The Hamburger Kunsthalle, located in Hamburg, is one of Germany’s largest and most important art museums. Established in 1869 and situated in an Italian Renaissance style building, the Kunsthalle Hamburg features paintings from seven centuries, including 14th century Hamburg, as well as numerous contemporary works of art. The highlights of the impressive collections of art found here include works by Ruisdael and Rembrandt, Adolph Menzel and Max Liebermann, Caspar David Friedrich and Philipp Otto Runge and others. Consisting of three buildings that are some of Hamburg’s architectural highlights, the Hamburger Kunsthalle is also known for its special exhibitions that thousands attend. Visitors will also be able to find a fine selection of international art books, posters and postcards for sale at the two museum shops.
Adults 12 €
Tuesdays to Sundays - 10 a.m. to 6 p.m. Thursdays - 10 a.m. to 9 p.m. Closed Mondays
Around half a day or more
Adults, senior visitors, young adults, families
The collection of Dutch paintings of the 17th century and the collection of classical modernist art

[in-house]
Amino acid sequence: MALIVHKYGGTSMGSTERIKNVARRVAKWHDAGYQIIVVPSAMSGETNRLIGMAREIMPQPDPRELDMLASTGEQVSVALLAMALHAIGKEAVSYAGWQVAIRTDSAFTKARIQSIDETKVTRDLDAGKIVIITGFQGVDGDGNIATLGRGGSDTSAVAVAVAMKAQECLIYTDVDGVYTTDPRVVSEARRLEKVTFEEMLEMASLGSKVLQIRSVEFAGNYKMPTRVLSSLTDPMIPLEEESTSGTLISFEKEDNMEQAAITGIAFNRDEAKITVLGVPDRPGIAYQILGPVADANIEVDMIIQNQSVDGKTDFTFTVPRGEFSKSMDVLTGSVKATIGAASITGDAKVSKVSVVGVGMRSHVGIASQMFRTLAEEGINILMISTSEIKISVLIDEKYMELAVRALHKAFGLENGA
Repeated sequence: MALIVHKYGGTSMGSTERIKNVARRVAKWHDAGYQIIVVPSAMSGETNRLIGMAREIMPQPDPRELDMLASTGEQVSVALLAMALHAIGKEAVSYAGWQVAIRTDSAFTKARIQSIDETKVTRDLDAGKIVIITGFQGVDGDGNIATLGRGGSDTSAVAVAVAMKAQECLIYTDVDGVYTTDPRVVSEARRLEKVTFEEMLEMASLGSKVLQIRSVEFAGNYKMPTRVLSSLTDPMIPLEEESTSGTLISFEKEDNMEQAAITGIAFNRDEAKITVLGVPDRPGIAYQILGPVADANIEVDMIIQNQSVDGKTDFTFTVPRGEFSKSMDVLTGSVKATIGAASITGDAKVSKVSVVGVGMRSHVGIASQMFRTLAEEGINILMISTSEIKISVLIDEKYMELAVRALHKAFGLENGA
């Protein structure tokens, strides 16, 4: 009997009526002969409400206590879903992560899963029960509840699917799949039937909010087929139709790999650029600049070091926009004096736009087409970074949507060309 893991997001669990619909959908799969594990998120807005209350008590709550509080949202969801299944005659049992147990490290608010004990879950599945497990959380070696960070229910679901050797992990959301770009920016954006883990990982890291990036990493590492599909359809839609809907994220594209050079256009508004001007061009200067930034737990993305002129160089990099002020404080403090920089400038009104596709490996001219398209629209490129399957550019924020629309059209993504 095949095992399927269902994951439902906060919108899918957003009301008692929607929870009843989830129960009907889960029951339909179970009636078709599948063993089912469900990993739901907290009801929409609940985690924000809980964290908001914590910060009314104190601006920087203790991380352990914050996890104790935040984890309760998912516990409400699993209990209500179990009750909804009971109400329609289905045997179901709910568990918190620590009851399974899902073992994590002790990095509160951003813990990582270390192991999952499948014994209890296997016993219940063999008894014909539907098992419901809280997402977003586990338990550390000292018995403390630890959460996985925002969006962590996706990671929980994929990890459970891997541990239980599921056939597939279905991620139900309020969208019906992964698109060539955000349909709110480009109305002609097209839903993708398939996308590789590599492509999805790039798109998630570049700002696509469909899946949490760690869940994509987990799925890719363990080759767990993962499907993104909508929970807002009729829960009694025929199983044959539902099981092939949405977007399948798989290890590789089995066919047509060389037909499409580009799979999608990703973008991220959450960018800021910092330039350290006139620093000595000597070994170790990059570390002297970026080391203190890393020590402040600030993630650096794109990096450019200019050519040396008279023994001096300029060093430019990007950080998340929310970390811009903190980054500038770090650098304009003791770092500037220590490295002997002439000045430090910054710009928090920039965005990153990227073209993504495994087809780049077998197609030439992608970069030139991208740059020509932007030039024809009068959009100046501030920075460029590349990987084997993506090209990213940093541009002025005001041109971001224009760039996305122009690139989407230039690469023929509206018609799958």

While there are no known prayer facilities at the Hamburger Kunsthalle, there are a couple of mosques in the city of Hamburg. Two prominent mosques in the city are the Central Masjid of Hamburg and the Fazle Omar Masjid. Muslims visiting the museum can therefore ask museum staff to direct them to the nearest mosque when needed.
The café-restaurant THE CUBE, located in the Gallery of Contemporary Art offers a variety of snacks and drinks, that visitors can enjoy on the sun terrace overlooking the Alster Lake. Muslim visitors will not be able to find Halal certified food here, but they should be able to find vegetarian and seafood dishes.